Since I heard about Las Pozas, Edward James’s Surrealist Sculpture Garden, in Mexico, my biggest wish was to go see it. The years went by, and there was always some excuse not to plan it until my last month in Mexico. I was having a conversation with a friend who had traveled there over 15 years ago and jumped at the idea of embarking on this adventure together before I left. And so the journey began …


Santiago Sierra Soler


Seven of us piled into two cars and started the journey from Mexico City up north to Xilitla, making a pitstop in Pinal de Amoles the first night. The following day, so excited for all to come, we left bright and early to our destination. After a lovely lunch overlooking the town, we had the great fortune of being guided by a relative of Edward James around a secret garden full of Leonora Carrington sculptures, followed by a tour of the El Castillo of Xilitla, which was designed and built by Plutarco Gastelum – James’ lover and partner, a narrative his relatives did not share with us but which became very apparent along the days we spent there. They were, in our observation, not only romantically involved but equally partners in creating and constructing Las Pozas.


Leonora Carrington Bronze Sculptures. Picture by SANTIAGO SIERRA SOLER

Plutarco´s Castillo. The Minotaur was drawn on the wall by Leonora Carrington, who often stayed as a guest

The Castillo from above. Picture taken by Juan Sala


Nestled deep in the rainforests of Mexico lies a hidden gem of surreal artistry and imagination—a place where dreams take shape and reality blurs into fantasy. The story of Las Pozas begins in the late 1940s, when Edward James – an eccentric English poet and patron of the arts – purchased a vast tract of land in the Mexican wilderness with the intention of creating a sanctuary for artistic experimentation. Over the course of several decades, James transformed the landscape into a surreal wonderland, populated by a variety of fantastical creatures and architectural marvels.

“James focused on Surrealism and quickly became the most prolific patron of the movement. During 1937 he supported René Magritte enabling him excellent working conditions in a garage above of his house in London, while the following year James acted as a patron to Salvador Dalí.”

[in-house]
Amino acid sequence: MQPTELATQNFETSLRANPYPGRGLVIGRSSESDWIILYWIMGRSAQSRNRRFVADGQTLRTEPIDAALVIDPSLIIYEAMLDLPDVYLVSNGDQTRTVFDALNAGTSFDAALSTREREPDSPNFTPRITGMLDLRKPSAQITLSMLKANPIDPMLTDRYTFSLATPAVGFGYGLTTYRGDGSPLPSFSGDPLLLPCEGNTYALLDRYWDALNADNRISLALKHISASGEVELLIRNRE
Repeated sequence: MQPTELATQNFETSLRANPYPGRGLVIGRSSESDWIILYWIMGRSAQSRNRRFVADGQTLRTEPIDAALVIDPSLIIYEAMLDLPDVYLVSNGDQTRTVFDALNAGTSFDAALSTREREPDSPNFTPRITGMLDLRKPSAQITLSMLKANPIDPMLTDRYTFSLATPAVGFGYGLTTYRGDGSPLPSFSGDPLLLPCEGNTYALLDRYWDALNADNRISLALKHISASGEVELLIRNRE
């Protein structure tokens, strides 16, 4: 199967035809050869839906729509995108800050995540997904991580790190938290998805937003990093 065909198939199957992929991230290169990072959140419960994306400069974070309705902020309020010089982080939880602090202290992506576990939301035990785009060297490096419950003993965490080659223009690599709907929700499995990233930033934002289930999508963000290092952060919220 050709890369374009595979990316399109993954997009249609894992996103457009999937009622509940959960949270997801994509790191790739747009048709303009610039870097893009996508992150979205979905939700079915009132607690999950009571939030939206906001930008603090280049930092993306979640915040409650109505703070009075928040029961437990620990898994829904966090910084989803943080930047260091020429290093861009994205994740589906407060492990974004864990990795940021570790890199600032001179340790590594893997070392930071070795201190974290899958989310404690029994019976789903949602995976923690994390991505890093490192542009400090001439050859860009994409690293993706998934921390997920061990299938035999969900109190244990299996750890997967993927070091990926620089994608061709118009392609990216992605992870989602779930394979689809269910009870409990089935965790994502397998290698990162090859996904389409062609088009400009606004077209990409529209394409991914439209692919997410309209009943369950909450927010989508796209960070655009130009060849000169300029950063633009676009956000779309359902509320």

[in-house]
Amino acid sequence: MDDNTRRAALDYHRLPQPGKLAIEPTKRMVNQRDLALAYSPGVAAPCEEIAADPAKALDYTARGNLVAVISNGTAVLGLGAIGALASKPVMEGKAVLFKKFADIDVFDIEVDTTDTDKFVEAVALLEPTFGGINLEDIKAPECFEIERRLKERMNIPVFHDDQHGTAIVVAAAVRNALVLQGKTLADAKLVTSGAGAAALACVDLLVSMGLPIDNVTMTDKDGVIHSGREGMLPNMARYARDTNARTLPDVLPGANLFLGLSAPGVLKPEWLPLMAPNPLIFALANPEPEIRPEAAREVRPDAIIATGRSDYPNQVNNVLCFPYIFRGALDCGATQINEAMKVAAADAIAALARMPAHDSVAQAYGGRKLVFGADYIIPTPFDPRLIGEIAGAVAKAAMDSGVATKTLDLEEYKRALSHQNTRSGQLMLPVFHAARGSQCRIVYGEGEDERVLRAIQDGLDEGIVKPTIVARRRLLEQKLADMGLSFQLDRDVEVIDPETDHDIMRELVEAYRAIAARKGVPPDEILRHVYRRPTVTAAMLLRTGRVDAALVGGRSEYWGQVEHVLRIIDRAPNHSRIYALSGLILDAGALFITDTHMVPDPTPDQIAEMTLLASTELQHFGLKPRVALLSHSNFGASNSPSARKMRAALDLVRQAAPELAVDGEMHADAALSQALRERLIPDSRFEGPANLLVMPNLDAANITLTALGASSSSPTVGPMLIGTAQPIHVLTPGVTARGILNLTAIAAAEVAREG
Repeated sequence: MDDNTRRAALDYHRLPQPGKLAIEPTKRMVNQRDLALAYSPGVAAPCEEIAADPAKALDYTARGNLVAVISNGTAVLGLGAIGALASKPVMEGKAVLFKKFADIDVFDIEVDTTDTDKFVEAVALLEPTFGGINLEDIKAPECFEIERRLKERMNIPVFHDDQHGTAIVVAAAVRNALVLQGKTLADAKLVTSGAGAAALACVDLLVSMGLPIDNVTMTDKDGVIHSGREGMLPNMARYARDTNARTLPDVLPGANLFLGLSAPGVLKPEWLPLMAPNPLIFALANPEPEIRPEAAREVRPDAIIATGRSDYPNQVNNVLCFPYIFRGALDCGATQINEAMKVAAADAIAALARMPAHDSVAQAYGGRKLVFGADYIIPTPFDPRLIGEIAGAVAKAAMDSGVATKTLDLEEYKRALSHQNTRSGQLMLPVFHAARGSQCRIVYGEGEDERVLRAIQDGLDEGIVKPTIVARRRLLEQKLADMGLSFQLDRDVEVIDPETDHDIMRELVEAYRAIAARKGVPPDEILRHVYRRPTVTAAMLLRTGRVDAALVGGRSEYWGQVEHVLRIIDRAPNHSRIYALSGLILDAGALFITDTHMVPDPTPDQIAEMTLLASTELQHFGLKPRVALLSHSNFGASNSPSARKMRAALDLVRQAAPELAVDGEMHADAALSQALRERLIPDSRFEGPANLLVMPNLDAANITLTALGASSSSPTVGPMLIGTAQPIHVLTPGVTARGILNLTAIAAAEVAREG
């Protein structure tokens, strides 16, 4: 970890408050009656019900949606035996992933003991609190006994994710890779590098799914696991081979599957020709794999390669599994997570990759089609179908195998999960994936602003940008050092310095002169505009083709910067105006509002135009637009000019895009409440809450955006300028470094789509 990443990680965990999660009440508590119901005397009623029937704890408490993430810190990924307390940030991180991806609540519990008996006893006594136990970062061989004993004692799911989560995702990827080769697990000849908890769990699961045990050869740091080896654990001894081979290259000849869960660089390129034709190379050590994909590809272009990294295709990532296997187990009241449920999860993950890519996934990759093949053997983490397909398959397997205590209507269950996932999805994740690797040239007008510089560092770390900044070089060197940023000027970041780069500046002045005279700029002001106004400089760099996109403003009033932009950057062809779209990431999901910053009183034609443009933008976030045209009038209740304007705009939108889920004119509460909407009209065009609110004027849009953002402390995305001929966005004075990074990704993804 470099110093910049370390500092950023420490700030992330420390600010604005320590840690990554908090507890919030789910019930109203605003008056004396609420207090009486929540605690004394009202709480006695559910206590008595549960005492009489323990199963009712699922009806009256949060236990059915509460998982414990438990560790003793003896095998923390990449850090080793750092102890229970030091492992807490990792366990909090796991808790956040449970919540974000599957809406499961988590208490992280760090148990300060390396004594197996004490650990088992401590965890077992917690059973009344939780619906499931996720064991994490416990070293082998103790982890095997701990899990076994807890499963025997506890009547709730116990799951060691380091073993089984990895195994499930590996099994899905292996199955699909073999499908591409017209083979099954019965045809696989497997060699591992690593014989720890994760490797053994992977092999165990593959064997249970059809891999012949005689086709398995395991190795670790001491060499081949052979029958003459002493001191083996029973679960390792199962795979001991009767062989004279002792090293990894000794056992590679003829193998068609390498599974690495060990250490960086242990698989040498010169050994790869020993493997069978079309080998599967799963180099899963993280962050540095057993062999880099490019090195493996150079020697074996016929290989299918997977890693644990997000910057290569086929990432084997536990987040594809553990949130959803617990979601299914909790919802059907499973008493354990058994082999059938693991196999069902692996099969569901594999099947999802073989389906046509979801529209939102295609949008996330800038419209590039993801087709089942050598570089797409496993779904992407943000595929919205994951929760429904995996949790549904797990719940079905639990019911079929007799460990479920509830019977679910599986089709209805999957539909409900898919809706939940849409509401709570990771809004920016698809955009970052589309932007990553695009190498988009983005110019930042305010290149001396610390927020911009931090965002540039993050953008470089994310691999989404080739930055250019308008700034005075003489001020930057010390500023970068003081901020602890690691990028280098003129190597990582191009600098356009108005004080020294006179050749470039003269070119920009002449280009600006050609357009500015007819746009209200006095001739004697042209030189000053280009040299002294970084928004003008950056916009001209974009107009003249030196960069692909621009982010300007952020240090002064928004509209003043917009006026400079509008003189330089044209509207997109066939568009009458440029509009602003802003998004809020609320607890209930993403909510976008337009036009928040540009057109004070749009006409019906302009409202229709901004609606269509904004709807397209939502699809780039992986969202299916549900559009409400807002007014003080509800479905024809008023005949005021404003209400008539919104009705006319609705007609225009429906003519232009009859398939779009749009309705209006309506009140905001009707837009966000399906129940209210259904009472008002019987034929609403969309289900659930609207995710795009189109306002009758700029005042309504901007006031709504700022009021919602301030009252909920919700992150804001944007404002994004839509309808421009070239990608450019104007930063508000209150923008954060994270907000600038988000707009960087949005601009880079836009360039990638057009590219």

The first glance of Las Pozas


Located near the town of Xilitla in the state of San Luis Potosí, Las Pozas (“The Pools” in Spanish) is a sprawling labyrinth of towering concrete structures, winding staircases, and cascading waterfalls, all enveloped by a dense jungle landscape. As James´didnt have much of a lived out childhood, he built Las Pozas as an extension of his adolescent fantasies and dreams. It is a testament to the boundless creativity and uninhibited spirit of its creator.


Las Pozas

At the heart of Las Pozas is a series of interconnected pools and waterfalls. Visitors are invited to wander through the labyrinthine pathways, discovering hidden chambers, secret passageways, and whimsical sculptures at every turn. Inspired by his lifelong fascination with surrealism and the natural world, James enlisted the help of local craftsmen and artisans to bring his vision to life. The result is a mesmerizing fusion of organic forms and geometric shapes, where concrete structures emerge from the jungle like ancient ruins reclaimed by nature.


Every time Edward James returned to Las Pozas he would bring another species of animal. This was the Alligator Cage (he owned 17).


Las Pozas

Las Pozas


Edward James in his Paradise Garden


Today, Las Pozas stands as a testament to the enduring legacy of Edward James and his singular vision. Open to the public since the early 2000s, the sculpture garden continues to attract artists, dreamers, and seekers of the surreal from around the world, offering a glimpse into the boundless depths of creativity and the transformative power of art. I could not have envisioned a more perfect trip to end my cycle in beautiful Mexico – a country that holds magic like no other, where my dream was realized, and there is still so much space to discover more.

In the words of Edward James himself, Las Pozas is “the best poem I ever wrote.” And indeed, it is a poem unlike any other—a testament to the infinite possibilities of the human imagination.